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Is it safe to assume that when a user requests an .aspx page via HTTP, that ASP.NET creates at least 1 thread for it?

If so, how long does it last?

If 1000 people make the HTTP request to the same .aspx page, is there some recycling of threads involved, so it doesn't spawn different 1000 threads?

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It's not actually safe to assume anything which has not been promised to you by Microsoft. –  John Saunders Nov 10 '11 at 18:12
So as far as I understand, each request is served by a single thread unless you start your own threads. So that the server is not overwhelmed with context switches between thousands of threads, there is usually a restricted amount of threads referred to as a thread pool. If the number of requests are more than the number of threads in the thread pool, then the other requests are queued off until a thread has been freed. The thread "lasts" or rather serves the request for as long as the request needs to be processed. There is sometimes a timeout set for requests that might take too long. –  Nadir Muzaffar Nov 10 '11 at 18:38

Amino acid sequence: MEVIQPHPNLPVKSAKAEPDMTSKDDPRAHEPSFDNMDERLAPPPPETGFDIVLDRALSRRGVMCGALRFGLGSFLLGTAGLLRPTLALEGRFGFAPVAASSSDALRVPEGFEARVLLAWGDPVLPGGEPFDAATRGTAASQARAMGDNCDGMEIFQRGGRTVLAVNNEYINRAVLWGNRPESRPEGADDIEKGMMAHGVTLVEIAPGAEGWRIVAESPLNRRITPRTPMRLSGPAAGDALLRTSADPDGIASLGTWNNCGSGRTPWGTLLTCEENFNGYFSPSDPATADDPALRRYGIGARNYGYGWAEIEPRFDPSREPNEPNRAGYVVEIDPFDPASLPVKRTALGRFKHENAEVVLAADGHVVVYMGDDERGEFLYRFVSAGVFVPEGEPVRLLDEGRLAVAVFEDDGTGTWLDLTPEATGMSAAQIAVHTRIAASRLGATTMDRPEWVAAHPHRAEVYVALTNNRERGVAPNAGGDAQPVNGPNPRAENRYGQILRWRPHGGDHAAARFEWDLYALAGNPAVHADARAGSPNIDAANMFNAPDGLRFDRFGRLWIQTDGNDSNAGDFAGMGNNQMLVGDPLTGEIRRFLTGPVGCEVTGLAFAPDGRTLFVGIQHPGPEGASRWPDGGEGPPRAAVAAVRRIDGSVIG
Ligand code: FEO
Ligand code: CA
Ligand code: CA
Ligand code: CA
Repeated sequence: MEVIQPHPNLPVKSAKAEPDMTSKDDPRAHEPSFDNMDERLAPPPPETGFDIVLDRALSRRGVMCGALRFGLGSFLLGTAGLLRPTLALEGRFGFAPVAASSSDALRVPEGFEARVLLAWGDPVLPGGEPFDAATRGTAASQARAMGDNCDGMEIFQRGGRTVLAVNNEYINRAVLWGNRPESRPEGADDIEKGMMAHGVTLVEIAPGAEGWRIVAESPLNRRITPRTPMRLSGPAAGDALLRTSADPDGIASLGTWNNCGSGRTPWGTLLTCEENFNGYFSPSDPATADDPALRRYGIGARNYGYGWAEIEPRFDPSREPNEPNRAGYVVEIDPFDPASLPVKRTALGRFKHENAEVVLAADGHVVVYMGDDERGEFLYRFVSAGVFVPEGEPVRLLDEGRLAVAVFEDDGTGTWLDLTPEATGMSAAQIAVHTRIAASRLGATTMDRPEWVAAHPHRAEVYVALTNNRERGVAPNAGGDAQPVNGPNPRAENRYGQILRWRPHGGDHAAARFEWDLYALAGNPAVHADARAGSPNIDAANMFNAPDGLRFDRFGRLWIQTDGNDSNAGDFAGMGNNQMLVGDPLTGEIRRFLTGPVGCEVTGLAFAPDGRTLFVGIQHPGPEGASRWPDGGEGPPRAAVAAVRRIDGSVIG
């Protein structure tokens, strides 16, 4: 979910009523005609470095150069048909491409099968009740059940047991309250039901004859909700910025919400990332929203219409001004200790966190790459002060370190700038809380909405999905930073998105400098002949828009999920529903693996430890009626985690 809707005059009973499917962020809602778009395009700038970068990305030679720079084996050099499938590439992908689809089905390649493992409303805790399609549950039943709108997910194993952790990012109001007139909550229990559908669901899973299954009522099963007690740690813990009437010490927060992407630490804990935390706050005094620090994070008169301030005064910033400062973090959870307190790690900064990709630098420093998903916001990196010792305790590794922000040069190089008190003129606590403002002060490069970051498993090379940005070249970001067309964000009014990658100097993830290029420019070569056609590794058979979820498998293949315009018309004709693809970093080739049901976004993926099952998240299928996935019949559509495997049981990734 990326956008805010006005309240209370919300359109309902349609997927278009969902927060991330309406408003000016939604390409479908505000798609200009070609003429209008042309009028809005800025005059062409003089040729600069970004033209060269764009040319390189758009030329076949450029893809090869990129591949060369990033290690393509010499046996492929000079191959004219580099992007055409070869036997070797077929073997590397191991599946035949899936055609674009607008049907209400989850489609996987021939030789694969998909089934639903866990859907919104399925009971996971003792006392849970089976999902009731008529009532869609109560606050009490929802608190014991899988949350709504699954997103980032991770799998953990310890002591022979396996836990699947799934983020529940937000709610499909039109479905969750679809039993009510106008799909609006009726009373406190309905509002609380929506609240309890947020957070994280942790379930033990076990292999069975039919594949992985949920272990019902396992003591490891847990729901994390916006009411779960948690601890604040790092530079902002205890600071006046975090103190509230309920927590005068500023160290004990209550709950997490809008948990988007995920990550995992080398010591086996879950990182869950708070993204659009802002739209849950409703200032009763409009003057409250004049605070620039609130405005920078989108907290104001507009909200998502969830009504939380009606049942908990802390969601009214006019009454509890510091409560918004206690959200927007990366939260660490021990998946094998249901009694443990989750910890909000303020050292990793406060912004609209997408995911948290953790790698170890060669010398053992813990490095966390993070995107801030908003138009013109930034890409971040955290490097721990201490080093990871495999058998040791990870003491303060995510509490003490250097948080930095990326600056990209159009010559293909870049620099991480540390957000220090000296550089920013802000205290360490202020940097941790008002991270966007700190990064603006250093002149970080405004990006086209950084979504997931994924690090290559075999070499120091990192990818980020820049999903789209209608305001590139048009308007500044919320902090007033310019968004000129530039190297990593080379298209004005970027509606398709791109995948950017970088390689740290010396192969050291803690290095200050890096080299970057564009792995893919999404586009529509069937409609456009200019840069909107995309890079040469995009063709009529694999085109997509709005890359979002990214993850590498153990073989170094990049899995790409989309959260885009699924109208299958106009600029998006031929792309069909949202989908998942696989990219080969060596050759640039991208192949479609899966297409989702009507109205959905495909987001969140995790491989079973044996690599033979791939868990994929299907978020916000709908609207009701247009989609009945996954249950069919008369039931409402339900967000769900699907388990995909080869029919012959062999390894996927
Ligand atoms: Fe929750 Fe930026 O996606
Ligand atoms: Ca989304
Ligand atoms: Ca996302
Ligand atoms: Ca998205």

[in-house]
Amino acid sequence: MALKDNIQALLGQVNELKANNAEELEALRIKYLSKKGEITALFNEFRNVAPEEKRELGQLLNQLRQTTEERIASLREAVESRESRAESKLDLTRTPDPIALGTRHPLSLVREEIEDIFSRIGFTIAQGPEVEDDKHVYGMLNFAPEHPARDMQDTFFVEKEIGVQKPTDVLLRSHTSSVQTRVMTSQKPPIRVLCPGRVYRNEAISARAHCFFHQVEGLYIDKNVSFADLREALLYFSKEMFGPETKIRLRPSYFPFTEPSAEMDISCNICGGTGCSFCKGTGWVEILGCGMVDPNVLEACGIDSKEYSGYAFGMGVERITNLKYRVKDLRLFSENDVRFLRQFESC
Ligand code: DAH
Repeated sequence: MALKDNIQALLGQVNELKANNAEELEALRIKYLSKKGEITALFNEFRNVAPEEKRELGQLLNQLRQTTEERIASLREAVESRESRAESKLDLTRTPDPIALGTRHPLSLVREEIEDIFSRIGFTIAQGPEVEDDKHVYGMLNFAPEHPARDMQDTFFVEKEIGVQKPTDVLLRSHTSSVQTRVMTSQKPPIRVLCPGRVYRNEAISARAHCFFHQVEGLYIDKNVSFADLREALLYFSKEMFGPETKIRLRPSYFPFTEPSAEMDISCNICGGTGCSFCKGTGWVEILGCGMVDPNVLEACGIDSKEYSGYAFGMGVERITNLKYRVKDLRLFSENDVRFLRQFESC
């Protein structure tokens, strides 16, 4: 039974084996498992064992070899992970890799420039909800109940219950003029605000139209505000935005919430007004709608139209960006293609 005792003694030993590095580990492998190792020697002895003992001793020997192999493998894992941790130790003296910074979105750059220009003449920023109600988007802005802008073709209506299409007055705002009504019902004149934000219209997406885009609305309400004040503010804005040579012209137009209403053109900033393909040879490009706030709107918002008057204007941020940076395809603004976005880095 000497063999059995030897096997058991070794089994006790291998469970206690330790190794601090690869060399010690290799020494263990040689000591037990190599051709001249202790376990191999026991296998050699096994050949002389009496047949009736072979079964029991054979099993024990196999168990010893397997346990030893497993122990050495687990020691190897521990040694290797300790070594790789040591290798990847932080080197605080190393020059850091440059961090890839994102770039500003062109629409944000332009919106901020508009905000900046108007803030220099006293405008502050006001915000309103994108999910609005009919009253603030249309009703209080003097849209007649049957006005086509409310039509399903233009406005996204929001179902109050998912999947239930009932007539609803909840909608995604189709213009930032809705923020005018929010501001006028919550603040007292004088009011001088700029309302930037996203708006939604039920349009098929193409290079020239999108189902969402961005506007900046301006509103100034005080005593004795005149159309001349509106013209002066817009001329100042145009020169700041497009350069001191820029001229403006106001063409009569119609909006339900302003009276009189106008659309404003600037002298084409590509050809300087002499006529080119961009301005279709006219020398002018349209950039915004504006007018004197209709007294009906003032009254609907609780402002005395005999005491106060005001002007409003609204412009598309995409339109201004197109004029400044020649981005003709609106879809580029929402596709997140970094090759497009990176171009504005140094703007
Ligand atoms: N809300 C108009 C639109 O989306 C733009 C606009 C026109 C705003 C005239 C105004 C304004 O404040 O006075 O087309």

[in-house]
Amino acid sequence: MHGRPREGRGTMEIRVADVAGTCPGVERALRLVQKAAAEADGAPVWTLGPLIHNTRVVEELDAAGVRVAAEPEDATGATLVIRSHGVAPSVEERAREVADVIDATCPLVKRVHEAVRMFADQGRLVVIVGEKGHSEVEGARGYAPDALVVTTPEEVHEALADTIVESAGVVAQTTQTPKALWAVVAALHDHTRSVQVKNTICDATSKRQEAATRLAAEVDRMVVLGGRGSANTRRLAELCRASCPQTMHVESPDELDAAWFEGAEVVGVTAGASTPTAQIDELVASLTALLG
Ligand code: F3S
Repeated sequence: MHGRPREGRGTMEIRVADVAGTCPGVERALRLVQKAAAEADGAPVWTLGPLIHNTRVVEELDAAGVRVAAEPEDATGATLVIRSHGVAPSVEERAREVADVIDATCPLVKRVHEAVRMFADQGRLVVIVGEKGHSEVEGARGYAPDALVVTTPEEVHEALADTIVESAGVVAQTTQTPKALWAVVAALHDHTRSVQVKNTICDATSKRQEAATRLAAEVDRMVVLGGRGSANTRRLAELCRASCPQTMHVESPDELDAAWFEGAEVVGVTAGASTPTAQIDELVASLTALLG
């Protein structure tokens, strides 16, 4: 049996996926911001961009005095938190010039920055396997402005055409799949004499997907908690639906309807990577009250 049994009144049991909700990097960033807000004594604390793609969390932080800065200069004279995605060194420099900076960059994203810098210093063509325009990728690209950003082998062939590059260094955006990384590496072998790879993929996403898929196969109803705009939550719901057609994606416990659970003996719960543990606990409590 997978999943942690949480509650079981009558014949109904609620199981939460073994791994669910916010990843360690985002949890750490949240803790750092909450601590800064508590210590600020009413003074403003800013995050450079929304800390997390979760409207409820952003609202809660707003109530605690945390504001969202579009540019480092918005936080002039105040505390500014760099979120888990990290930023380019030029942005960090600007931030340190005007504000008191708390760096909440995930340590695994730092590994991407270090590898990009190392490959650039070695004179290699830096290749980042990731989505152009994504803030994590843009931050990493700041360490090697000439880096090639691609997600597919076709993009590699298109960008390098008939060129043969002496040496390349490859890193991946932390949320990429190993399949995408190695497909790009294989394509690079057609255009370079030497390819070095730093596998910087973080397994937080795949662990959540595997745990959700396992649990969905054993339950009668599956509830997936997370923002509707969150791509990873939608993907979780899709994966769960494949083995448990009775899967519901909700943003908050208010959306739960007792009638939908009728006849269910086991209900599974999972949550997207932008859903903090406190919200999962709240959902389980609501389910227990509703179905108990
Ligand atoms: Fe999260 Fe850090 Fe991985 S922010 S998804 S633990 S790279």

1 Answer 1

up vote 6 down vote accepted

Each request is allocated a thread from the iis page pool. the idea is that this should be a short running process so that thread can be returned to the page pool for use by another request coming (page pool sizes are not huge, usually, like 50). So, if you have a long running request, it's important you make an async call to free the thread for some other request. then, on your long running requests completion, you will get another thread from the pool and finish up.

Bottom line, if 1000 people make requests at the same time and none of them finish, 50 or so will run and the other 950 will wait.

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More details can be found here, support.microsoft.com/kb/821268. Microsoft uses worker thread pool/worker threads instead of the terms you use. –  Lex Li Nov 11 '11 at 11:23
Thanks guys. But where is the page pool size set, as you say, to around 50? I don't see it in IIS's AppPool properties. –  SaltProgrammer Nov 11 '11 at 14:59

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